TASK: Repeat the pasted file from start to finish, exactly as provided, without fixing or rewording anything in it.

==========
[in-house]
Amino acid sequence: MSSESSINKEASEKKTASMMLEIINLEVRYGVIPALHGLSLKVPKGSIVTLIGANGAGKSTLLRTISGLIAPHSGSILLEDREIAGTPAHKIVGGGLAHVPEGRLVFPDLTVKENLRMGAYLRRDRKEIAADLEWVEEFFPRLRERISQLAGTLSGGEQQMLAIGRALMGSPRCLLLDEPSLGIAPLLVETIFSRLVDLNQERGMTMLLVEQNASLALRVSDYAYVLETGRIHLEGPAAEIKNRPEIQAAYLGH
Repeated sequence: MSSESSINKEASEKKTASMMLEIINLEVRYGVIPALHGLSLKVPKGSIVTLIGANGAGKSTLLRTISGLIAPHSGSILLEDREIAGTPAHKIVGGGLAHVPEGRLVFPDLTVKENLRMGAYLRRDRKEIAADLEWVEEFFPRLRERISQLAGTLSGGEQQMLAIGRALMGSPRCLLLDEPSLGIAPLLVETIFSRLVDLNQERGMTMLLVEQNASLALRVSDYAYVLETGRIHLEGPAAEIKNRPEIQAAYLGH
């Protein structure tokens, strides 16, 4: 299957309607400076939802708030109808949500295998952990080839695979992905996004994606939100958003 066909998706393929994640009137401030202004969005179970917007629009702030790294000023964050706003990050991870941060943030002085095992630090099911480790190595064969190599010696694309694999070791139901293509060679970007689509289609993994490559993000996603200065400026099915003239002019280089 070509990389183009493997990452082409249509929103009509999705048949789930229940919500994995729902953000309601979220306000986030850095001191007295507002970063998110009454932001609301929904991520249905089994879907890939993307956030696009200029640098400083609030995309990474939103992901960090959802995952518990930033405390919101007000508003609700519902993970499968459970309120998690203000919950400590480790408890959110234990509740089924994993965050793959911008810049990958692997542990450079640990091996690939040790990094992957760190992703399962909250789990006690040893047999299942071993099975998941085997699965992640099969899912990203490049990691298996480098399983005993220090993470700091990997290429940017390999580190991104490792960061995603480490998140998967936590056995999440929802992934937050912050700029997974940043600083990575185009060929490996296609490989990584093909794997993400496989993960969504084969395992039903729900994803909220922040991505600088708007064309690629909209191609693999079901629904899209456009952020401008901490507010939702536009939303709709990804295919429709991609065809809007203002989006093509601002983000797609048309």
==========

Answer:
[in-house]
Amino acid sequence: MSSESSINKEASEKKTASMMLEIINLEVRYGVIPALHGLSLKVPKGSIVTLIGANGAGKSTLLRTISGLIAPHSGSILLEDREIAGTPAHKIVGGGLAHVPEGRLVFPDLTVKENLRMGAYLRRDRKEIAADLEWVEEFFPRLRERISQLAGTLSGGEQQMLAIGRALMGSPRCLLLDEPSLGIAPLLVETIFSRLVDLNQERGMTMLLVEQNASLALRVSDYAYVLETGRIHLEGPAAEIKNRPEIQAAYLGH
Repeated sequence: MSSESSINKEASEKKTASMMLEIINLEVRYGVIPALHGLSLKVPKGSIVTLIGANGAGKSTLLRTISGLIAPHSGSILLEDREIAGTPAHKIVGGGLAHVPEGRLVFPDLTVKENLRMGAYLRRDRKEIAADLEWVEEFFPRLRERISQLAGTLSGGEQQMLAIGRALMGSPRCLLLDEPSLGIAPLLVETIFSRLVDLNQERGMTMLLVEQNASLALRVSDYAYVLETGRIHLEGPAAEIKNRPEIQAAYLGH
């Protein structure tokens, strides 16, 4: 299957309607400076939802708030109808949500295998952990080839695979992905996004994606939100958003 066909998706393929994640009137401030202004969005179970917007629009702030790294000023964050706003990050991870941060943030002085095992630090099911480790190595064969190599010696694309694999070791139901293509060679970007689509289609993994490559993000996603200065400026099915003239002019280089 070509990389183009493997990452082409249509929103009509999705048949789930229940919500994995729902953000309601979220306000986030850095001191007295507002970063998110009454932001609301929904991520249905089994879907890939993307956030696009200029640098400083609030995309990474939103992901960090959802995952518990930033405390919101007000508003609700519902993970499968459970309120998690203000919950400590480790408890959110234990509740089924994993965050793959911008810049990958692997542990450079640990091996690939040790990094992957760190992703399962909250789990006690040893047999299942071993099975998941085997699965992640099969899912990203490049990691298996480098399983005993220090993470700091990997290429940017390999580190991104490792960061995603480490998140998967936590056995999440929802992934937050912050700029997974940043600083990575185009060929490996296609490989990584093909794997993400496989993960969504084969395992039903729900994803909220922040991505600088708007064309690629909209191609693999079901629904899209456009952020401008901490507010939702536009939303709709990804295919429709991609065809809007203002989006093509601002983000797609048309």